An article by Lincolnshire Live has suggested that the club could look to screen matches at the showground if they cannot host supporters at Sincil Bank this year.
As we know, football is in an uncertain place at the moment and nobody truly knows what will happen in the next two weeks, let alone the next six months. Some have suggested that football could be played behind closed doors until January with others suggesting that neutral venues might be used in the short-term. The truth is this; nobody knows. To speculate on what might happen won’t do any good, but to have a contingency in place is sensible business by the club.
That seems to be the feeling of Chief Executive Liam Scully, who told local media that the club would look for innovative ways to remain viable over the short term.
“As a League One and League Two football club, the majority of our income comes from 30 trading days a year which is ultimately match day revenue and cup runs,” Liam told BBC Radio Lincolnshire.
“So losing that from the football club is a huge impact, so we’ve got to look at creative and innovative ways just to protect that, but equally serve the loyal and dedicated fans who have supported us over the recent years and long before that.
“There’s a lot going on, lots of planning but our focus at the moment is health and well-being and making sure we comply with guidelines. But of course, we have got to make sure that Lincoln City FC survives this and continues beyond the 136 years that we are at the moment.”
That could apparently involve a drive-in style broadcast at the Showground, where fans could either watch with social distancing in mind or perhaps watch matches from the seclusion of their own vehicle. One thing is certain; watching games at Sincil Bank would be hard, I’m so close to the people next to me that I can feel their phone vibrate when it’s in the opposite pocket to me. That is something we’re unlikely to experience soon as the country gets back to normal, hence the need for a Plan B.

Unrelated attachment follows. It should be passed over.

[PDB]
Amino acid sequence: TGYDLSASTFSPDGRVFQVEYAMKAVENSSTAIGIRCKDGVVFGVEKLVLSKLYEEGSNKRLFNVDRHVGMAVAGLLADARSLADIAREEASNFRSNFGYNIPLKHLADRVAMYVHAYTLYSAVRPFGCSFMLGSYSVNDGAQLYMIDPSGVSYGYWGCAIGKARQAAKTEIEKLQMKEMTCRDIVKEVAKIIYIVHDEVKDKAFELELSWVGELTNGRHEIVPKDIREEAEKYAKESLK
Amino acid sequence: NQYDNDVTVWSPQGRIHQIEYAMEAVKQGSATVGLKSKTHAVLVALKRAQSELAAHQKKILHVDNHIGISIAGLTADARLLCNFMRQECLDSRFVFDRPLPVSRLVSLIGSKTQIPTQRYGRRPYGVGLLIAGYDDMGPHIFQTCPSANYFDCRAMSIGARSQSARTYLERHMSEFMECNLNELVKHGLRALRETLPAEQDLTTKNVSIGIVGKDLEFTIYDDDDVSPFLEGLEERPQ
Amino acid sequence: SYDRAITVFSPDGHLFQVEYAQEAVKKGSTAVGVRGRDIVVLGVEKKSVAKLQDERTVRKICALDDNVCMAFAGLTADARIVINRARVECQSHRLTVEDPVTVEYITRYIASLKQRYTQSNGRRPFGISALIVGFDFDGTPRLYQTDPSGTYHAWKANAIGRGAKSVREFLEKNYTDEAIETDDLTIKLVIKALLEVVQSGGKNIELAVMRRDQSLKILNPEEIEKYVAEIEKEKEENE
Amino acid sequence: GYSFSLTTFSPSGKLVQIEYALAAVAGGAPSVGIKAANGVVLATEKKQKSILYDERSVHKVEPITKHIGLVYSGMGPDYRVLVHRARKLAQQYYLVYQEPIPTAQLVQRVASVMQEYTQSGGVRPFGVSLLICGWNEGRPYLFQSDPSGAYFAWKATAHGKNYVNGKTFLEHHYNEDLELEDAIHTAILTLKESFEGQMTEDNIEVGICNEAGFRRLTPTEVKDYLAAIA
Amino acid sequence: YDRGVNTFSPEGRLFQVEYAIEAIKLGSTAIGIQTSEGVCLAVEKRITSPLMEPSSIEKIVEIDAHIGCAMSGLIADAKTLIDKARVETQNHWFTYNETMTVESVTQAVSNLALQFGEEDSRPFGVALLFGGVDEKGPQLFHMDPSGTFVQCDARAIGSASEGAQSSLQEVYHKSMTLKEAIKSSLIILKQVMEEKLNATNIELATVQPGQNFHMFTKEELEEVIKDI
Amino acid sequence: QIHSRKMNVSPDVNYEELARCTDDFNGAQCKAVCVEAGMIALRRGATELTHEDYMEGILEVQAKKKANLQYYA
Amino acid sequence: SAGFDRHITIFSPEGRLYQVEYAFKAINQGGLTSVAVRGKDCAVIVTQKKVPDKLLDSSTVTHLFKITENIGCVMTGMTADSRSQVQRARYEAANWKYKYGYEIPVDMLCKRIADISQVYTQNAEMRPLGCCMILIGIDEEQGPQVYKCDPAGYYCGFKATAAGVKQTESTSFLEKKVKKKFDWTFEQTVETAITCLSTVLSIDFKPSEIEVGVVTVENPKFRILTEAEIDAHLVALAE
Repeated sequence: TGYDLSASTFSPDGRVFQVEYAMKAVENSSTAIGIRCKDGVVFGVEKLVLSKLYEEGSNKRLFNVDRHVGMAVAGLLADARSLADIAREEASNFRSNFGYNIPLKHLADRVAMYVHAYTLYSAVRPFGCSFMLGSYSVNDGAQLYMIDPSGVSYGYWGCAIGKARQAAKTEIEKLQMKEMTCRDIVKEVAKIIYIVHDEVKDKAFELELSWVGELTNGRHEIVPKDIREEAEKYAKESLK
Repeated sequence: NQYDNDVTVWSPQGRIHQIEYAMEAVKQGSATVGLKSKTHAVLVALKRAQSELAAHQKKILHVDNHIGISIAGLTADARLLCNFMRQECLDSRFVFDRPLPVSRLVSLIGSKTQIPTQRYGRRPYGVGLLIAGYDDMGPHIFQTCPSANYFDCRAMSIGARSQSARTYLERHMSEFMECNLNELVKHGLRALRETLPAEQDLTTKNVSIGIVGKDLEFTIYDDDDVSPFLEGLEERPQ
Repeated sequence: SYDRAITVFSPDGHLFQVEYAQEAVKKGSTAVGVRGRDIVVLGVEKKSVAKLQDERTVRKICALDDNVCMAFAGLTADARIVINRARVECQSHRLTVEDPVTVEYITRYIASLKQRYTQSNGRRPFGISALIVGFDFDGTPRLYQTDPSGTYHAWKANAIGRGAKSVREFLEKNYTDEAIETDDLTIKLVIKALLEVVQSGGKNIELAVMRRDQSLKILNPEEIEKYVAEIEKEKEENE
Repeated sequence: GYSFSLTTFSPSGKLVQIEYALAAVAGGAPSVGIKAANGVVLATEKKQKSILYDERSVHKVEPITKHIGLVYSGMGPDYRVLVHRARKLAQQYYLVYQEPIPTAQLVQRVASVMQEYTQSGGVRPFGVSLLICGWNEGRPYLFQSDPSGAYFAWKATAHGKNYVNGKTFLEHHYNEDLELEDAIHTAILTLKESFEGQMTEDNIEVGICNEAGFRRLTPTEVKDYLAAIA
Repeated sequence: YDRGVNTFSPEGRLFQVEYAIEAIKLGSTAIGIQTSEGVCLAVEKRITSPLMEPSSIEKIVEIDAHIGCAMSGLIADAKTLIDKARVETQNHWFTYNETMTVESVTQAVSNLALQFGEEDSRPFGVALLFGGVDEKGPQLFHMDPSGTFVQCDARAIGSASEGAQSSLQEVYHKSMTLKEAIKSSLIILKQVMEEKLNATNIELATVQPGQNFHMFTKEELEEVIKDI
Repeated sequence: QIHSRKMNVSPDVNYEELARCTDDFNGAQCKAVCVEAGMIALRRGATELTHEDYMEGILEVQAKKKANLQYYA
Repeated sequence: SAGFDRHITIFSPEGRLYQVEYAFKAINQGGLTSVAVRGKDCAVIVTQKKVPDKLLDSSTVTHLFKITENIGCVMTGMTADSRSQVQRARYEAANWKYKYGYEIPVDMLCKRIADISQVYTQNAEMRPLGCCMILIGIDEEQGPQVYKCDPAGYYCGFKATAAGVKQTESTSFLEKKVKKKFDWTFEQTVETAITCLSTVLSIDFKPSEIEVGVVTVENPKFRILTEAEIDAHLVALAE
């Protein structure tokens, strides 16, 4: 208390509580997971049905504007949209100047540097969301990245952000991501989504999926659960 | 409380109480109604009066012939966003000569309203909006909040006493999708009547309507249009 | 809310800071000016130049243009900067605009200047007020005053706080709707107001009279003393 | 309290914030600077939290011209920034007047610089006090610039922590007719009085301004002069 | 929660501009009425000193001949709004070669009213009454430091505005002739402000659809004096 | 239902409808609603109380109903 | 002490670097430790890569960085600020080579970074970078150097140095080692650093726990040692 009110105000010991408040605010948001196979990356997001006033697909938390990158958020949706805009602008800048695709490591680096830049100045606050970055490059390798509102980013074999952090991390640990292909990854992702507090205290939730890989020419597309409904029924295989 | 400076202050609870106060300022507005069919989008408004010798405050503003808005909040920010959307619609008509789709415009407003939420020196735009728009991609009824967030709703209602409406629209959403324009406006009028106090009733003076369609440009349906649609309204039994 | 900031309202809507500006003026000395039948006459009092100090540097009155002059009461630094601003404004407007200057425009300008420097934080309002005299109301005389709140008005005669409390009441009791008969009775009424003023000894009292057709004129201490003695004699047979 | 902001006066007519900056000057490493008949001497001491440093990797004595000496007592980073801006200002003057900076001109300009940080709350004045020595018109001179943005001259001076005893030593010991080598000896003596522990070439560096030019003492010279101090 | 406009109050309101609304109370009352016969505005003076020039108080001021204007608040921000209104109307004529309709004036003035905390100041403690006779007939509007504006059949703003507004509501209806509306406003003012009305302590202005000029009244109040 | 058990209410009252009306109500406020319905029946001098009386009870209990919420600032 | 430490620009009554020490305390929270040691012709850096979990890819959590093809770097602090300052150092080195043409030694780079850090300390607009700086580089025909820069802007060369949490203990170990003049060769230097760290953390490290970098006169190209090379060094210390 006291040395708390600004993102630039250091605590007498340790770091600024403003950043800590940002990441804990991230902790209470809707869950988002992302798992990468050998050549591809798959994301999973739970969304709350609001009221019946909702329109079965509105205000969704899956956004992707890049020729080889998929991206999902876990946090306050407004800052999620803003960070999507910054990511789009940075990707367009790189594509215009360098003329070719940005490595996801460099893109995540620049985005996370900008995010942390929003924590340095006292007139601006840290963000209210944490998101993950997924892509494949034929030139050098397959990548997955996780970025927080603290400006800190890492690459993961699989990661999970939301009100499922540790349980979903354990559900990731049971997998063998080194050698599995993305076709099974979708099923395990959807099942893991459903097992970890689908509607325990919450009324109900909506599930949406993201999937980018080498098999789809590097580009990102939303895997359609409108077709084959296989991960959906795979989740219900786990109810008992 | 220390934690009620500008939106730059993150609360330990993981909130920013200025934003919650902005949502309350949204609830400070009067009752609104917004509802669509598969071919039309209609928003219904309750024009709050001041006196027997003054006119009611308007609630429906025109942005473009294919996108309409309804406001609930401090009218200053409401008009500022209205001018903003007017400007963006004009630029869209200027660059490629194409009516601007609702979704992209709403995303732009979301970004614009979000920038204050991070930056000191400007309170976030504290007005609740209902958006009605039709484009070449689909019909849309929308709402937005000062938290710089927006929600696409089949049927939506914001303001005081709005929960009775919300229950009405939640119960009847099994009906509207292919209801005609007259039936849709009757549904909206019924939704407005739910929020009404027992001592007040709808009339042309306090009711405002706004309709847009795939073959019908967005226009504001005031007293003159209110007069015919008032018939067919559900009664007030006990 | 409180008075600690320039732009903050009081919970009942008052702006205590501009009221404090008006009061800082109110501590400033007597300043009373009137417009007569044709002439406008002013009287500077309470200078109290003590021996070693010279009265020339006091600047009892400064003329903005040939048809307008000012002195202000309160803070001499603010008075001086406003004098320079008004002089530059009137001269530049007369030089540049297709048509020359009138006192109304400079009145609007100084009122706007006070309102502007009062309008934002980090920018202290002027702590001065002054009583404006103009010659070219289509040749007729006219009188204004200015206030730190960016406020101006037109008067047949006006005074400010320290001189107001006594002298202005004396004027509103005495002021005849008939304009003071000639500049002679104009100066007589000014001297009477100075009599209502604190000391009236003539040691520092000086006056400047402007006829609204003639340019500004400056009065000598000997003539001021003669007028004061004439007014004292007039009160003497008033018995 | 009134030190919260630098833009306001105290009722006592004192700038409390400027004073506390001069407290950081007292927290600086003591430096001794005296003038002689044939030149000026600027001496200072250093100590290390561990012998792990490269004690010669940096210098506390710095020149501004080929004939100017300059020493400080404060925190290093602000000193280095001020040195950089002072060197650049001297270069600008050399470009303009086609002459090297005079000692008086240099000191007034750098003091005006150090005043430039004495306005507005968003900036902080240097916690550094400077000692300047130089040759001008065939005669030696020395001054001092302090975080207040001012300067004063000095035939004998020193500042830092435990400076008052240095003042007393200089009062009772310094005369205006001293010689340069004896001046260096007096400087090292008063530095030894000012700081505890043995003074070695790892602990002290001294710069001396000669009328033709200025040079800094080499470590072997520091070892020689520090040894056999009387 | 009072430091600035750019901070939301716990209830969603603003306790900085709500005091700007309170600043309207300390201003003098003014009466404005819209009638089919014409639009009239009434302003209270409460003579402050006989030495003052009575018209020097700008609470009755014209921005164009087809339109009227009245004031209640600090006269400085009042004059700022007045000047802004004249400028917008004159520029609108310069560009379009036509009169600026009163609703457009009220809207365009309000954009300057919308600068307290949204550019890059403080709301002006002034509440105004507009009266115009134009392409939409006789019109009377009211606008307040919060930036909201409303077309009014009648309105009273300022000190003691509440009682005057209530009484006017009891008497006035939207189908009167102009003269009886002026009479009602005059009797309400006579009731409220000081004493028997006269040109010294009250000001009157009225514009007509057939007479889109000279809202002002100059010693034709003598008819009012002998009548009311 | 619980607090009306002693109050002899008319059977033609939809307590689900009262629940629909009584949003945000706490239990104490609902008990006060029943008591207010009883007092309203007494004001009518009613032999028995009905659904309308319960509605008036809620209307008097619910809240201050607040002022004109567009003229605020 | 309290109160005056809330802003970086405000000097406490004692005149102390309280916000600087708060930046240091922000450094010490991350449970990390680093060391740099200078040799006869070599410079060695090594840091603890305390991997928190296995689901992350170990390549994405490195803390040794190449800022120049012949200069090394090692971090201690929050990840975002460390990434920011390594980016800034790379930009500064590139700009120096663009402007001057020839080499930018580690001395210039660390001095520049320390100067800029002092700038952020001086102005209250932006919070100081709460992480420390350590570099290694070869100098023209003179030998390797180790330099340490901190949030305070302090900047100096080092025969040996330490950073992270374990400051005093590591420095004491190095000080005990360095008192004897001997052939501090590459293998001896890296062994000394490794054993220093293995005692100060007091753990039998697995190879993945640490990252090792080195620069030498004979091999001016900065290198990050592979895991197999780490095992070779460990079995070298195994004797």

Is this a viable Plan B? It won’t be for everyone, but there is little doubt the club has to do something. I firmly believe football as we know it will change after this pandemic. Player’s wages will likely fall and clubs might have to be smarter with their revenue, but I also feel firmly that we won’t change as fans. We will still expect to watch games, we will still drink beer, buy shirts and programmes and get mad at anything (even a defender who provides two assists in a 3-2 win). If our nature won’t change, but the environment does, then it is the club that have to be reactive to survive in the new environment.
Much of this reminds me of the ITV Digital farce. As a club, we had to change after that. We went into administration and the whole club changed overnight; it galvanised fans and gave us a real ‘them and us’ attitude. Whilst all football clubs are in trouble at present, those that will survive will be the innovators, the ones who don’t take calculated risks, but measured decisions based on income and viability. It won’t be about forcing you to forget that you want a refund on your season ticket (as I’ve already seen one person comment), it is about making the best of a bad situation. The club has to react, somehow. Of course, they won’t want you to claim a refund on your season ticket, but they similarly will be happy to refund those who need it. There is no subterfuge here, they’re not trying to con you, they’re trying to find a route through this so that you have a club to support afterwards.
Would I go to such an event? I suspect so, yes. If it was the only method by which I could watch my club then I’d go. I guess the experience would be odd though, not standing around in tight circles moaning about defensive frailties or goal-shy strikers, rather shouting it from your car window. However, football has had to make sacrifices before, as have Lincoln City, and at least they’re looking at ways to make the club viable as we emerge from a truly unprecedented experience.